Chemicals in the Water that Turn the Frogs Gay

“I don’t like ’em [the government] putting chemicals in the water that turn the freakin’ frogs gay!”

Alex Jones (2015)

A funny quote to some- a wild rant to others; is there any truth to what Jones says?

Government Approval

Although the U.S. Environmental Protection Agency (EPA) approved its continued use in October 2003, that same month the European Union (EU) announced a ban of atrazine because of ubiquitous and unpreventable water contamination.

Sass (2006)

The EPA has said that atrazine does not adversely affect amphibian sexual development and that no additional testing was warranted.

Interestingly, the EPA has ignored research multiple times that had the opinion that atrazine was harmful.


The herbicide atrazine is one of the most commonly applied pesticides in the world. Approximately 80 million pounds are applied annually in the United States alone, and atrazine is the most common pesticide contaminant of ground and surface water.

USGS (2011)

Chemically Induced Homosexuality

Some of these males [frogs] actually showed … what we would call homosexual behavior: they actually preferred to mate with other males.

PhD Tyrone Hayes
Figure 4

Hayek (2010) demonstrates the reproductive consequences of atrazine exposure in adult amphibians.

Atrazine-exposed males were both demasculinized (chemically castrated) and completely feminized as adults. Ten percent of the exposed genetic males developed into functional females that copulated with unexposed males and produced viable eggs.

Effects on Humans?

Any atrazine that is washed from the soil into streams and other bodies of water will stay there for a long time, because breakdown of the chemical is slow in rivers and lakes. It will also persist for a long time in groundwater. This is one reason why atrazine is commonly found in the water collected from drinking water wells in some agricultural regions.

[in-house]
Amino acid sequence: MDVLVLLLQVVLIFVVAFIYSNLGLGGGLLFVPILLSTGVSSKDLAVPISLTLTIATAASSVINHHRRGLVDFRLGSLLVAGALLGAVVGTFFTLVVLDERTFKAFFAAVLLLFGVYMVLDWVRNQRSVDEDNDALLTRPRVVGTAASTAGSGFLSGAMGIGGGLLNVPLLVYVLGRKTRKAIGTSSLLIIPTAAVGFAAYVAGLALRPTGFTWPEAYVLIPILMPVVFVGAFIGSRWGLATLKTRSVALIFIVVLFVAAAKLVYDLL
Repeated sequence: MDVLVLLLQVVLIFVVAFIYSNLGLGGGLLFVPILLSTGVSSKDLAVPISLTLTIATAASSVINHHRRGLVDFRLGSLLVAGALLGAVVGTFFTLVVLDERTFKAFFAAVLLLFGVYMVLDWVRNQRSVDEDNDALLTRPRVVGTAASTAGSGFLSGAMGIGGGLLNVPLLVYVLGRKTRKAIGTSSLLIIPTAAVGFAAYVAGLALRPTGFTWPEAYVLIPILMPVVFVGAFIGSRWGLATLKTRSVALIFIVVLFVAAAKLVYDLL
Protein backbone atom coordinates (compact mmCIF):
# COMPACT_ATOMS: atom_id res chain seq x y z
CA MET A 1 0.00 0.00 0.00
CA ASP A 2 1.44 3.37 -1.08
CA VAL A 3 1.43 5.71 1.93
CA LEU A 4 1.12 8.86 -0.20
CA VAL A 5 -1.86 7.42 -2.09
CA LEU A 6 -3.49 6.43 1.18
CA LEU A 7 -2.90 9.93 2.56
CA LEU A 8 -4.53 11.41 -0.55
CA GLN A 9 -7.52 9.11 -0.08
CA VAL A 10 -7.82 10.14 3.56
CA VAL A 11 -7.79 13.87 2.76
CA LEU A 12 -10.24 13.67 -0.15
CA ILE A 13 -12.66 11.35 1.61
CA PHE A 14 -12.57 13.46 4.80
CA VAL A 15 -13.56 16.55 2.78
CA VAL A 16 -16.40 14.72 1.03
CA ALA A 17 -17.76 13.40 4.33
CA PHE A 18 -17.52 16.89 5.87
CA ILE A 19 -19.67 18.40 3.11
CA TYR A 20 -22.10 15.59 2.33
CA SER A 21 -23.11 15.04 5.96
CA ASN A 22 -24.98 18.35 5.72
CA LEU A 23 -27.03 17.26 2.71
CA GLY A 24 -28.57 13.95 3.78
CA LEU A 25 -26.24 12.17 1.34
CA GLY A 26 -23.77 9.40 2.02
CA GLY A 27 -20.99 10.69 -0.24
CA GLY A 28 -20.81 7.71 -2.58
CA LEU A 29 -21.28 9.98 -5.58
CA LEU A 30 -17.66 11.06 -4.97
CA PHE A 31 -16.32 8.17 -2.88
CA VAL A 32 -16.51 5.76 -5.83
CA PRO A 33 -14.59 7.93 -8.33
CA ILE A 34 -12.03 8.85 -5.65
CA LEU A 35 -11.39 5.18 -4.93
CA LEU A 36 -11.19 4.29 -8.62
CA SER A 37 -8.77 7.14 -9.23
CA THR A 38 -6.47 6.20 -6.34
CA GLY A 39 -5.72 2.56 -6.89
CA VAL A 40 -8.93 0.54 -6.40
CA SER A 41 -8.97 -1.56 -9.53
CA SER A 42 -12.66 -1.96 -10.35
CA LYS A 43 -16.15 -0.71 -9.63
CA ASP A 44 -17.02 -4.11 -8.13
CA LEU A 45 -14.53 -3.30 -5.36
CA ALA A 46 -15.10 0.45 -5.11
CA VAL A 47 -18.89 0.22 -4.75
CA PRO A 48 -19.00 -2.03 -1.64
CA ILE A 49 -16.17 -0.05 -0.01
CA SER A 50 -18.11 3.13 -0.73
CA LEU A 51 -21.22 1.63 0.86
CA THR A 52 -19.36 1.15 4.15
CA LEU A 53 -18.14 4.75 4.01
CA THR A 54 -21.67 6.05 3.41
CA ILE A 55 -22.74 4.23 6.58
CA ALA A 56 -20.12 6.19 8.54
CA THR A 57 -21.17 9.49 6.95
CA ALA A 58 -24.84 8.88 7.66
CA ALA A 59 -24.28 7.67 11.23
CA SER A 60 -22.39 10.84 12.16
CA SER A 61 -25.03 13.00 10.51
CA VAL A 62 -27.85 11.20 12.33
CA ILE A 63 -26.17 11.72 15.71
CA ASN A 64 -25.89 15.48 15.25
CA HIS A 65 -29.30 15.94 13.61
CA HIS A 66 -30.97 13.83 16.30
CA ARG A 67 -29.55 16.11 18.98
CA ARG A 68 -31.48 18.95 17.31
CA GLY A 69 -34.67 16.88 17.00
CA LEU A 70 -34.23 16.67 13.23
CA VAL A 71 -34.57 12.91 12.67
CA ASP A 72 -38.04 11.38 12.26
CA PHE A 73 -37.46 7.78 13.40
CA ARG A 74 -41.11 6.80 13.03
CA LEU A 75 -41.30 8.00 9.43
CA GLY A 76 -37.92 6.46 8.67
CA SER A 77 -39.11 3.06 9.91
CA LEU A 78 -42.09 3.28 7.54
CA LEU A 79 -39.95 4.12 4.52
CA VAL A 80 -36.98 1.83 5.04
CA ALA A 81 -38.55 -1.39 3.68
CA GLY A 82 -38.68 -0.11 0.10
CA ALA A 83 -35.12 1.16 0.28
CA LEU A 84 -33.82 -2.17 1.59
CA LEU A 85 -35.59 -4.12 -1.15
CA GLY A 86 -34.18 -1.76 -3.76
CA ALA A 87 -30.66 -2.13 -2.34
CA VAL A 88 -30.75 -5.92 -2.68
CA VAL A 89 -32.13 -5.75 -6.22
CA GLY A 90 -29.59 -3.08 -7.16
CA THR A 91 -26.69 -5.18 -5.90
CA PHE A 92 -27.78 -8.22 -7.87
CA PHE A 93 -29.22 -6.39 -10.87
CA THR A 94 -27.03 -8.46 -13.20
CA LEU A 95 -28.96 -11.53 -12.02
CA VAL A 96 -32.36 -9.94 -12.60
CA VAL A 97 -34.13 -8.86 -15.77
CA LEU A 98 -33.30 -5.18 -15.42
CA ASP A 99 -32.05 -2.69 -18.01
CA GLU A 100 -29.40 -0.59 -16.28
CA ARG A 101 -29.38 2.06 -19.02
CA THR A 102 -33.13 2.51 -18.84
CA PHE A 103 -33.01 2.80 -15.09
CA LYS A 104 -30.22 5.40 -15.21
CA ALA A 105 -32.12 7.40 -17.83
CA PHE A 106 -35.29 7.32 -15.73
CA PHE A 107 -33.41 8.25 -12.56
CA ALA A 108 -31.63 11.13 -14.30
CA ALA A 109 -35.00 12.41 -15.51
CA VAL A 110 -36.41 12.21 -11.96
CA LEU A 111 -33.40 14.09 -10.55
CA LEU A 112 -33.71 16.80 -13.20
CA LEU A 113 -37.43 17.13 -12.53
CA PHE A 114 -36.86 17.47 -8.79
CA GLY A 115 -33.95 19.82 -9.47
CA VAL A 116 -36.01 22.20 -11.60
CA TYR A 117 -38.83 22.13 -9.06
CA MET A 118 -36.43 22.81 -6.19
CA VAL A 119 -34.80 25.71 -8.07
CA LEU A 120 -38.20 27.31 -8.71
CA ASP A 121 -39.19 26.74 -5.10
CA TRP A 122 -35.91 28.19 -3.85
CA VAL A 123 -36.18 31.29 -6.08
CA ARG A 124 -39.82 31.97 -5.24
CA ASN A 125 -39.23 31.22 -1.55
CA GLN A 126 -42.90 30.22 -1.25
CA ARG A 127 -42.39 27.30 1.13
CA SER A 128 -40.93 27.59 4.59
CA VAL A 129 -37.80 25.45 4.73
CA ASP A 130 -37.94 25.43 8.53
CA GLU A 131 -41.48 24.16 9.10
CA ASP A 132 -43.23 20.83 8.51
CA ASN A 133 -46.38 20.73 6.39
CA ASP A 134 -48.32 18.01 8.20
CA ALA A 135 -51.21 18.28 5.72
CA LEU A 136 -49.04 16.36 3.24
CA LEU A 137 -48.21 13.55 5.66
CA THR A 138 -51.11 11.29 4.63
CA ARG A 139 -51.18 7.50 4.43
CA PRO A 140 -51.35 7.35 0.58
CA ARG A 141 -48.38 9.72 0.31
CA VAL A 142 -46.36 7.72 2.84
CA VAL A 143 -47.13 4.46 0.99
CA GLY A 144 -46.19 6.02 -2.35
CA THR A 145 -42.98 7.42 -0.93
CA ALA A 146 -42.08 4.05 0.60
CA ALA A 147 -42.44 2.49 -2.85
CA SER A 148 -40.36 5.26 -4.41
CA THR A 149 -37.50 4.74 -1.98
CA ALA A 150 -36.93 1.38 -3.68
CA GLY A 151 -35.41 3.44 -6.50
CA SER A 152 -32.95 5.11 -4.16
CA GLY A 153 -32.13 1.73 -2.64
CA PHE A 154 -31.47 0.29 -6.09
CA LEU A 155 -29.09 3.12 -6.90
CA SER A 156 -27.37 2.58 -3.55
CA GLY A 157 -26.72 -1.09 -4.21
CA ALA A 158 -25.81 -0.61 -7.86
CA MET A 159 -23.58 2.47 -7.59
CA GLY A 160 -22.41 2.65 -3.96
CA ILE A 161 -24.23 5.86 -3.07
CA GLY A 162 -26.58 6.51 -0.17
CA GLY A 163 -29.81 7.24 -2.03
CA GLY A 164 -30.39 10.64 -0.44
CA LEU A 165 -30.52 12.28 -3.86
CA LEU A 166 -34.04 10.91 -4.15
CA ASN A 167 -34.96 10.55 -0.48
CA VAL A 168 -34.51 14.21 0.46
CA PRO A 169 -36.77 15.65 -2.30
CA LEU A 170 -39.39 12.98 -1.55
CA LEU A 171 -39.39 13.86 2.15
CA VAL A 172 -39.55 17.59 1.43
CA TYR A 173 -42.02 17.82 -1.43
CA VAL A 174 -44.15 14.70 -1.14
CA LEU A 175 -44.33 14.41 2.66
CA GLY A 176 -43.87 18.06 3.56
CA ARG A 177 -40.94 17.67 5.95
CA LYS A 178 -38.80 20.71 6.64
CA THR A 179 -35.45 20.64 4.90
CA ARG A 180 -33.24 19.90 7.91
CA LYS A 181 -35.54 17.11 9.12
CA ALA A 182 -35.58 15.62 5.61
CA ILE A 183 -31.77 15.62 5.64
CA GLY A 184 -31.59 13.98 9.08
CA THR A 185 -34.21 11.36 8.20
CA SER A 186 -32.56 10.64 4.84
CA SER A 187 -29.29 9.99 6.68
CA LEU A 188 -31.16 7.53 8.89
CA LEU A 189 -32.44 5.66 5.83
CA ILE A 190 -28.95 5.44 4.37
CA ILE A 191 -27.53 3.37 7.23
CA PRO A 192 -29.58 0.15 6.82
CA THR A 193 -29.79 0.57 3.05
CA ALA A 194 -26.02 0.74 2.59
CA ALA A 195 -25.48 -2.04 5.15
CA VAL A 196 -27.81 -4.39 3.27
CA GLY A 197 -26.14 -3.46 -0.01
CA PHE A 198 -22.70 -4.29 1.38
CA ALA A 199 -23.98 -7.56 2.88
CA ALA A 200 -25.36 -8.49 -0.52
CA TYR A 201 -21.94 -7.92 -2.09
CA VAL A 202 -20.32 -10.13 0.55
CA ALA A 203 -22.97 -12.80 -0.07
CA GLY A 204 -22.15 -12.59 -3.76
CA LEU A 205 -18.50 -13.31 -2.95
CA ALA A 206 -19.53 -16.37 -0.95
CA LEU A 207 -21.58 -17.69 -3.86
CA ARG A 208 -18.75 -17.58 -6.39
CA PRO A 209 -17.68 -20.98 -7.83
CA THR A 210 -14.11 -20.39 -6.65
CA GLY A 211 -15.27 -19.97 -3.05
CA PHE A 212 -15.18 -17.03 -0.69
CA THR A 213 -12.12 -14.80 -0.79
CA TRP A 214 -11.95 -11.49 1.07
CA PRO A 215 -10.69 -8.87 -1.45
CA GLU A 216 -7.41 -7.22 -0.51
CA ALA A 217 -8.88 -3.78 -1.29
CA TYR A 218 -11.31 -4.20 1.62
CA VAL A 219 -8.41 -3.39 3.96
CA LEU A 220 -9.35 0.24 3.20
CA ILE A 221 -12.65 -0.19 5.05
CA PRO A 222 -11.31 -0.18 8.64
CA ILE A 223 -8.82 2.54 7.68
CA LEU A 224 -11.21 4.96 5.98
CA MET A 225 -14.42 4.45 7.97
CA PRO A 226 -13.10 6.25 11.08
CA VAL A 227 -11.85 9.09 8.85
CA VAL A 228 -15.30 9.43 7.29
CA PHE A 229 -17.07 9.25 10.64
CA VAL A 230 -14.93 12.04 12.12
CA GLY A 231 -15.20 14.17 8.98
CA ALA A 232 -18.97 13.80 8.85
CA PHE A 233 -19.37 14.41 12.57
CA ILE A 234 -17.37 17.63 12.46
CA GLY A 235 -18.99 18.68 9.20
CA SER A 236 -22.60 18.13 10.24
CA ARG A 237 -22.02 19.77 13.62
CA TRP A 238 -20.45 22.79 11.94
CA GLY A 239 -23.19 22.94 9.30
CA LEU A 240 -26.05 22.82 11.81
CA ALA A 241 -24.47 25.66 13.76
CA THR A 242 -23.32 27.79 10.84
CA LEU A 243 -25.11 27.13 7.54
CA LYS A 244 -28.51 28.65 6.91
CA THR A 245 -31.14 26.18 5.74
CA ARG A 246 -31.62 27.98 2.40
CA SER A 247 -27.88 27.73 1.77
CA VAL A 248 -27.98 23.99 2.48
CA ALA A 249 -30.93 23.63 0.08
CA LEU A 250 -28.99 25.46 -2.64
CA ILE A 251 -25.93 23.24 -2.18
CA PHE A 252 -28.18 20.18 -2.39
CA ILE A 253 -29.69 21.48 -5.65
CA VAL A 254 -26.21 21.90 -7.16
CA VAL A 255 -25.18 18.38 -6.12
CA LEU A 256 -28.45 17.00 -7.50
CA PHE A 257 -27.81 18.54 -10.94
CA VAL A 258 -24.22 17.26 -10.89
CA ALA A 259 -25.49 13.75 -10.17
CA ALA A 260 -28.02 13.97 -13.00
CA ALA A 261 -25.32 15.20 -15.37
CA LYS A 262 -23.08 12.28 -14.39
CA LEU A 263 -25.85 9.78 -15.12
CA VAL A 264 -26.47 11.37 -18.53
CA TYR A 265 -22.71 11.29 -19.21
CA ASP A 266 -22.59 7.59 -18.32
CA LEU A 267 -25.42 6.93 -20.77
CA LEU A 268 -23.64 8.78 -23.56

ATSDR (2003)

Atrazine exposure is highly correlated with low sperm count, poor semen quality, and impaired fertility in humans

Atrazine has also been shown to cause changes in blood hormone levels in animals that affected the ability to reproduce. Some of the specific effects observed in animals are not likely to occur in occur in humans because of biological differences between humans and these types of animals. However, atrazine may affect the reproductive system in humans by a different mechanism. Atrazine also caused liver, kidney, and heart damage in animals; it is possible that atrazine could cause these effects in humans, although this has not been examined.

We don’t know the full effects of these pesticides we are daily consuming.

Image result for gay frogs

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